Miss Essay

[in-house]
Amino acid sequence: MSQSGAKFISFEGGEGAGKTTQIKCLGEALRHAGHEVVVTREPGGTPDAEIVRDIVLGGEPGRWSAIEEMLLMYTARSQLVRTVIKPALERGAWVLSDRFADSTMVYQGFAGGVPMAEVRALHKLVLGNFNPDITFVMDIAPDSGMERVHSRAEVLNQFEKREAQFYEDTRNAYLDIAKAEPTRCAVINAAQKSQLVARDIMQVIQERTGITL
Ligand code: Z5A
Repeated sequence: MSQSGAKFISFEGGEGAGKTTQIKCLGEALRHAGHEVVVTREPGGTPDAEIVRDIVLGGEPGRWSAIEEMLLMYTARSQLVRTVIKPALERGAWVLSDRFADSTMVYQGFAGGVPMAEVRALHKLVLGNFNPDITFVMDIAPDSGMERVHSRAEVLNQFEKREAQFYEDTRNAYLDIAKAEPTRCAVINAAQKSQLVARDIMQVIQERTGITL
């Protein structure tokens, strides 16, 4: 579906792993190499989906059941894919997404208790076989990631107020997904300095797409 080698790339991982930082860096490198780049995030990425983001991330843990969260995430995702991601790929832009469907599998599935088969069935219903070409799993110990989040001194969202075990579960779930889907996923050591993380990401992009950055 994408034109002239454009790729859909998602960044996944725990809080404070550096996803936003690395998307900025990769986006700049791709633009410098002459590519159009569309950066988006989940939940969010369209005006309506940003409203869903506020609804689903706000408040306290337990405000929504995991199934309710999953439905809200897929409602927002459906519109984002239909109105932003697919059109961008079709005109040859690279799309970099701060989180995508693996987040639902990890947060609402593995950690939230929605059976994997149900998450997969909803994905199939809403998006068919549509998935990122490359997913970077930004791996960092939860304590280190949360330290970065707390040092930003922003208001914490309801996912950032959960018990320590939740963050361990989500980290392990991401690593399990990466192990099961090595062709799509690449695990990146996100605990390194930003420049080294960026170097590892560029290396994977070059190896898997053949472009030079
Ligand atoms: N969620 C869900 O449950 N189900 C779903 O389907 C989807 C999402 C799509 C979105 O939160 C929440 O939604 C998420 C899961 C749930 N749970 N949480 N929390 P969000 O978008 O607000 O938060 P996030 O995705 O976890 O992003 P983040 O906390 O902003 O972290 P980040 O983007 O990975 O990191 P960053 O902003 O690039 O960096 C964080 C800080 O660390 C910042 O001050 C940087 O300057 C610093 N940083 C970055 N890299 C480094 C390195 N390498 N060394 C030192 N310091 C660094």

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What An Addiction Morphine, a powerful narcotic – reliever of pain. Is this chemical doing more harm than good in the realm of medics? Morphine sulphate can come in many forms; white feathery and silky crystals, cubical masses of crystals and white crystalline powder. Although this chemical seems to come in many different configurations, they all have the same effect; riddance and numbing of pain. Morphine was originally called ‘morphium’ derived from the Greek god of dreams, Morpheus. Isolated by the German pharmacist Friedrich Wilhelm Adam Serturner in 1804, an epidemic began. The serious addiction to such a drug, which has now been recognised as being very similar to heroin, became drastically evident in the 1860s during and after the American Civil War. 400,000 soldiers were estimated to have left the war with what is now known as the ‘soldier’s disease’, an addiction to morphine. More than one thousand tonnes of morphine is used each year for medical purposes. These purposes include; chronic pain, advanced medical illness or for post-operative analgesia. Yes these are very valid and important reasons for morphine intake as it directly affects the central nervous system, alleviating pain. With this relief also comes the negative effects such as impaired mental and physical performance, prevents the cough reflex, causes constipation and reduces sex-drive. The level of someone’s subconscious awareness can also be highly affected by the over use of morphine. That’s not to say there aren’t other benefits like its ability to relieve anxiety and fear and produces euphoria. Yet the addictiveness of morphine has the same extremity of heroin. Morphine has been previously used as a cure for opium and alcohol, which proved to be a horrible mistake as it is highly addictive and your body can become dependant on it. It triggers chemicals in your brains

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